Why diversity is good for business

It is time to kick up a new storm around inclusion, and constantly evolve recruiting practices to mitigate biases

Published: 03, Jun 2019

Abdul Jaleel is Vice President- Employee Experience at Adobe India.

Image: Shutterstock
Image: Shutterstock

Back in the 90s as a newly minted HR graduate beginning my career journey, I didn’t realise that I was in the eye of a storm so massive that it would redefine the Indian business landscape forever. Globalisation was marching forward, the MNC corporate culture was spreading fast, drawing young professionals to be a part of India’s corporate transformation.

Multinationals were in a rush to discover the wonder called ‘India’ and there was a heady feeling all around. IT was 'the' sector to be in. Business focus at that point was largely on operational efficiency and maximising returns. The corporate sector had not yet put its mind to employee experiences that complement workforce productivity, creativity, and diversity.

Over the past two decades, I have had the privilege of working with some of the most progressive corporations. I must admit that in this time, my own thought processes and perspectives have evolved immensely. One big evolution I am seeing and experiencing to the day is the concept of ‘unconscious bias’. Having seen the evidentiary body of work around this topic, today I am a strong advocate for making workplaces free of (unconscious) bias.

Even to this day, the industry at large is still struggling with the idea of making workplaces diverse and inclusive, although a few organisations have fast-tracked related efforts.

Here is why I think it is time to kick up a new storm around Diversity and Inclusion, that I believe would transform and improve the way we do business.

Why diversity matters
As a customer, I often take my varying needs into account while making a buying decision. More so while making it on behalf of, or with, family and friends. I’m often surprised by how differently even my loved ones look at a decision from how I do. Our decisions are always, without fail, made better by the exchange of these contrasting views. This experience often makes me think of the importance of having a diverse team at work.

The best way to create an innovative product that serves the diverse customers of today is to think through the customer’s lens. The best way to achieve that is to have their diversity represented  in the workforce. This can help cover the blind spots that a uniform team is more likely to miss.

As explained by Margaret Ann Neale, professor of organisational behaviour at Stanford Graduate School of Business, there are two types of teams in an organisation; those that innovate and those that implement. With the implementation teams, chances of finding benefits of uniformity in the team are greater because these teams are compelled to prioritise their ‘similarity’ for “smooth” task execution. And while these teams have more similarities than differences,they fall short on innovation. A study confirms that the teams with diversity in terms of age and geographic locations are 87 percent more likely to make better business decisions.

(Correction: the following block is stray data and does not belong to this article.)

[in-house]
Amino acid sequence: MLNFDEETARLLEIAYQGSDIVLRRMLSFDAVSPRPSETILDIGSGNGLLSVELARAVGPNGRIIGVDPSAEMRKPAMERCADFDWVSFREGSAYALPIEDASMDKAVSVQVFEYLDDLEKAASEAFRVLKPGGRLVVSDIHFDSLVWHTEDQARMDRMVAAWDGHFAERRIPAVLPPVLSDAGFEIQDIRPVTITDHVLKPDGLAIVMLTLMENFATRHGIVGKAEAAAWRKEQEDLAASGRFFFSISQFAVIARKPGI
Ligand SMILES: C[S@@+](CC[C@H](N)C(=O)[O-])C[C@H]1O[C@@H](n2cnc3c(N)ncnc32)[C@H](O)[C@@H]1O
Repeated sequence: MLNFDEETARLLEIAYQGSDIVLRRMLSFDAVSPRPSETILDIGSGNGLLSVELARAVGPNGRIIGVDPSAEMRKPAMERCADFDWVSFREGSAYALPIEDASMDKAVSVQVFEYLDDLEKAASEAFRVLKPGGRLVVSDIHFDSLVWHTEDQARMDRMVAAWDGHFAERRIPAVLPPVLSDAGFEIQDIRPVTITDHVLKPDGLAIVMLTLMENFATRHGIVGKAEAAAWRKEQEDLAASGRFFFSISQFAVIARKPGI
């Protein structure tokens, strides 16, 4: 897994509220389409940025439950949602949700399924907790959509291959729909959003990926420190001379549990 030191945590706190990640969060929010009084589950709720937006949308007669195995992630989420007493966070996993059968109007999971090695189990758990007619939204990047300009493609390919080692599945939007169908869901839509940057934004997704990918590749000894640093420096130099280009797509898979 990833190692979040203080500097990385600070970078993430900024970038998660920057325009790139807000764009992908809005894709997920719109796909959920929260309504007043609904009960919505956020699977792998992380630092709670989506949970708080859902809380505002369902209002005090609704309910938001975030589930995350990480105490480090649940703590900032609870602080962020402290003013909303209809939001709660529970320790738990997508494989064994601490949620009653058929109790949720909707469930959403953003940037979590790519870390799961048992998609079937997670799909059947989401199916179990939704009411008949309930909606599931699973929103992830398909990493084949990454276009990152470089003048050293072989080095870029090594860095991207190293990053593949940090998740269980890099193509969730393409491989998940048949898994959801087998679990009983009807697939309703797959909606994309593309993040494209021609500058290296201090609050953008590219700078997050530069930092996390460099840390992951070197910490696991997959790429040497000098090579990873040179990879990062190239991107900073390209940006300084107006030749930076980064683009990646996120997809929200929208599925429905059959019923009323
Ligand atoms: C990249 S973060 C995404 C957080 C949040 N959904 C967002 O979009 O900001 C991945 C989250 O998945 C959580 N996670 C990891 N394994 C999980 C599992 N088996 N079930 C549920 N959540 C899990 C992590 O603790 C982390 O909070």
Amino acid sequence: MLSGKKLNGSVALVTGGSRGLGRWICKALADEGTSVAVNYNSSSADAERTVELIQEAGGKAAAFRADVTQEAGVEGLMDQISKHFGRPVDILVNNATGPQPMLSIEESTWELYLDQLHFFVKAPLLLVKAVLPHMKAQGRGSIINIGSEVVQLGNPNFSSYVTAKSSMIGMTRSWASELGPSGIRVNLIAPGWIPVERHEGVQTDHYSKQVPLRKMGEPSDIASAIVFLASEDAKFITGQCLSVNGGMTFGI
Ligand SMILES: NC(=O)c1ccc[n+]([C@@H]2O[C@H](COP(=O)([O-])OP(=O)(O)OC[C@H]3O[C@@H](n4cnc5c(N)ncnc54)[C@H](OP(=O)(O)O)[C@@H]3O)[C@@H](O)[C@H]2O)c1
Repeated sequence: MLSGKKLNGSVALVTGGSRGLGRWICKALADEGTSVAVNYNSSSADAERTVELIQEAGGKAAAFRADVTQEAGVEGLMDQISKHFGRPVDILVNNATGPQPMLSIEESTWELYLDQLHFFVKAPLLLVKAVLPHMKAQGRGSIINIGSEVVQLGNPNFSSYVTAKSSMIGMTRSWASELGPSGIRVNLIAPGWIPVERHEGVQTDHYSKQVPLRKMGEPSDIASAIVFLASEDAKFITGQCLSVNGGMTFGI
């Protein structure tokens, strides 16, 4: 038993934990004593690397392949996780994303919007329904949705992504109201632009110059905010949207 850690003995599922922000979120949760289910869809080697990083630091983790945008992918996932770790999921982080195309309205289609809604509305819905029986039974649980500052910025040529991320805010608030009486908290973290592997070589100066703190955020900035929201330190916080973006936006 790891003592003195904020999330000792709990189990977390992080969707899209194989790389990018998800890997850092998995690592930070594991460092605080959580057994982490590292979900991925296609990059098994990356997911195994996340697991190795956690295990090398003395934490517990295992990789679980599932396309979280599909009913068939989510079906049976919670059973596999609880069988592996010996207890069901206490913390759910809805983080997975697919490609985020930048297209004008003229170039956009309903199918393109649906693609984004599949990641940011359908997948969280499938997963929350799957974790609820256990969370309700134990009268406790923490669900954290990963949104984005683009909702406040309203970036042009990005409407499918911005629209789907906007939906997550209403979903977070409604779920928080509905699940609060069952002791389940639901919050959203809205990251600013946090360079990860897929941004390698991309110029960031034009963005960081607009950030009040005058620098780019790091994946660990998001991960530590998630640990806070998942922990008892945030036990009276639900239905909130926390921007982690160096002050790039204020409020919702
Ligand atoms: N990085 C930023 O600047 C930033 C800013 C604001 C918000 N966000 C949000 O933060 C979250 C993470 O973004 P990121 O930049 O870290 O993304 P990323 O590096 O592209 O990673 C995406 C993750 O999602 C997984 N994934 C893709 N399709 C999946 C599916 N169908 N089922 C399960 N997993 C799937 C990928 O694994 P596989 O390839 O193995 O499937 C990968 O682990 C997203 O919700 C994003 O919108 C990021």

It’s important for leaders and managers to recognise that while teams with similar dynamics may be of benefit for speedy project execution, focusing the company culture on avoiding differences and conflict can make it harder or impossible to build a culture of innovation.

As simple or complex as it may sound, the challenge of improving diversity requires a multidimensional approach. To advance an industry vision of building workplaces for all, the following areas can help drive diversity for businesses and beyond.

Building a talent pipeline
The future of tech industry depends on our collective ability to attract and hire the most innovative people of diverse perspectives. One of the issues most corporations are facing today is the low supply pipeline of diverse talent in technology space. It is critical, therefore, to encourage a diverse population to develop interests and careers in science and technology.

Bias-free hiring
In order to attract, hire and develop candidates of varying backgrounds, it’s important to constantly evolve recruiting practices for mitigating bias. A recent survey by the Society for Human Resource Management found that only 57 percent of recruiters say their talent acquisition strategies are designed to attract diverse candidates. Gender neutral job descriptions, diverse interview panels, blind resumes, are some of the ways to achieve this.

Enhancing employee experience
Employees are the most productive and innovative when they feel valued and included. Free lunches and wellness studios are great, but businesses must devise strategies that have a real impact on the lives of employees. Holistic physical and mental well-being, work and life support initiatives, employee assistance programs, etc, amongst other efforts, may help in this direction. Initiatives focused at integrating work and life, encourage employees to bring their whole selves to work. That is the first spark needed to light the fire of diversity.

Collaborating across
Ensuring diversity is not just essential to the health of the tech and creative industries, but to the economy at large. That’s why we must actively support our customers, suppliers, partners and peers as they work to improve their own workplaces, policies, and practices. It is time to make this a broader conversation leading to active collaboration.

The author is vice president- employee experience at Adobe India.

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